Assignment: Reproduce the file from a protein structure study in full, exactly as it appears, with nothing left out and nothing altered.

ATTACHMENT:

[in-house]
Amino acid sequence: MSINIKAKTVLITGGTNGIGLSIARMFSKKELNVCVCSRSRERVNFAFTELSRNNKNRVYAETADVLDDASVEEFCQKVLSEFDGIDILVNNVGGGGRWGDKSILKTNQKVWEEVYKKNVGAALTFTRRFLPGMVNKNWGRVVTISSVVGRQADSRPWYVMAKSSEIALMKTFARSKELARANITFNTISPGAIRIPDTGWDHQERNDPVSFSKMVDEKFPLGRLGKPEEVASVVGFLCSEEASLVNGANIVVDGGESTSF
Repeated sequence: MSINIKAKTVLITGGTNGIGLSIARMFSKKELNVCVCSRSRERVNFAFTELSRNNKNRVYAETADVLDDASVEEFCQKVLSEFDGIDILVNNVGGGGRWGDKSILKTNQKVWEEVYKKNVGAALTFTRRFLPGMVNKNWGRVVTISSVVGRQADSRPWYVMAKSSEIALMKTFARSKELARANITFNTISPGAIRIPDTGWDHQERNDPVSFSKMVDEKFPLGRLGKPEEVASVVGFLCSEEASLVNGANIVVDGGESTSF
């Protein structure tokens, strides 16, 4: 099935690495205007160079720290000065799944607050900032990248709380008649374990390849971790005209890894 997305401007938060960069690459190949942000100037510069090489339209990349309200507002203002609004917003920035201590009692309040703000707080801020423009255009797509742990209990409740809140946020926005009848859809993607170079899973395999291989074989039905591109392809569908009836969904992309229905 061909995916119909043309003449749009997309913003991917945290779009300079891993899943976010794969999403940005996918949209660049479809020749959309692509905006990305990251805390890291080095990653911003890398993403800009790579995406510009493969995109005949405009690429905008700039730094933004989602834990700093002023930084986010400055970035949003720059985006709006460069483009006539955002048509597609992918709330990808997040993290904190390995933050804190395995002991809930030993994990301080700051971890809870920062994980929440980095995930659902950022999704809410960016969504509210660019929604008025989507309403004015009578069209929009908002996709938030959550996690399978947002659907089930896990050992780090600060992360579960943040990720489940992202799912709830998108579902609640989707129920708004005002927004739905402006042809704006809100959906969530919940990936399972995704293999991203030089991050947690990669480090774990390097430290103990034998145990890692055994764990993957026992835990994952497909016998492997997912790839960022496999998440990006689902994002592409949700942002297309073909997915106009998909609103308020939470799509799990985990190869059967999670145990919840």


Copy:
[in-house]
Amino acid sequence: MSINIKAKTVLITGGTNGIGLSIARMFSKKELNVCVCSRSRERVNFAFTELSRNNKNRVYAETADVLDDASVEEFCQKVLSEFDGIDILVNNVGGGGRWGDKSILKTNQKVWEEVYKKNVGAALTFTRRFLPGMVNKNWGRVVTISSVVGRQADSRPWYVMAKSSEIALMKTFARSKELARANITFNTISPGAIRIPDTGWDHQERNDPVSFSKMVDEKFPLGRLGKPEEVASVVGFLCSEEASLVNGANIVVDGGESTSF
Repeated sequence: MSINIKAKTVLITGGTNGIGLSIARMFSKKELNVCVCSRSRERVNFAFTELSRNNKNRVYAETADVLDDASVEEFCQKVLSEFDGIDILVNNVGGGGRWGDKSILKTNQKVWEEVYKKNVGAALTFTRRFLPGMVNKNWGRVVTISSVVGRQADSRPWYVMAKSSEIALMKTFARSKELARANITFNTISPGAIRIPDTGWDHQERNDPVSFSKMVDEKFPLGRLGKPEEVASVVGFLCSEEASLVNGANIVVDGGESTSF
């Protein structure tokens, strides 16, 4: 099935690495205007160079720290000065799944607050900032990248709380008649374990390849971790005209890894 997305401007938060960069690459190949942000100037510069090489339209990349309200507002203002609004917003920035201590009692309040703000707080801020423009255009797509742990209990409740809140946020926005009848859809993607170079899973395999291989074989039905591109392809569908009836969904992309229905 061909995916119909043309003449749009997309913003991917945290779009300079891993899943976010794969999403940005996918949209660049479809020749959309692509905006990305990251805390890291080095990653911003890398993403800009790579995406510009493969995109005949405009690429905008700039730094933004989602834990700093002023930084986010400055970035949003720059985006709006460069483009006539955002048509597609992918709330990808997040993290904190390995933050804190395995002991809930030993994990301080700051971890809870920062994980929440980095995930659902950022999704809410960016969504509210660019929604008025989507309403004015009578069209929009908002996709938030959550996690399978947002659907089930896990050992780090600060992360579960943040990720489940992202799912709830998108579902609640989707129920708004005002927004739905402006042809704006809100959906969530919940990936399972995704293999991203030089991050947690990669480090774990390097430290103990034998145990890692055994764990993957026992835990994952497909016998492997997912790839960022496999998440990006689902994002592409949700942002297309073909997915106009998909609103308020939470799509799990985990190869059967999670145990919840």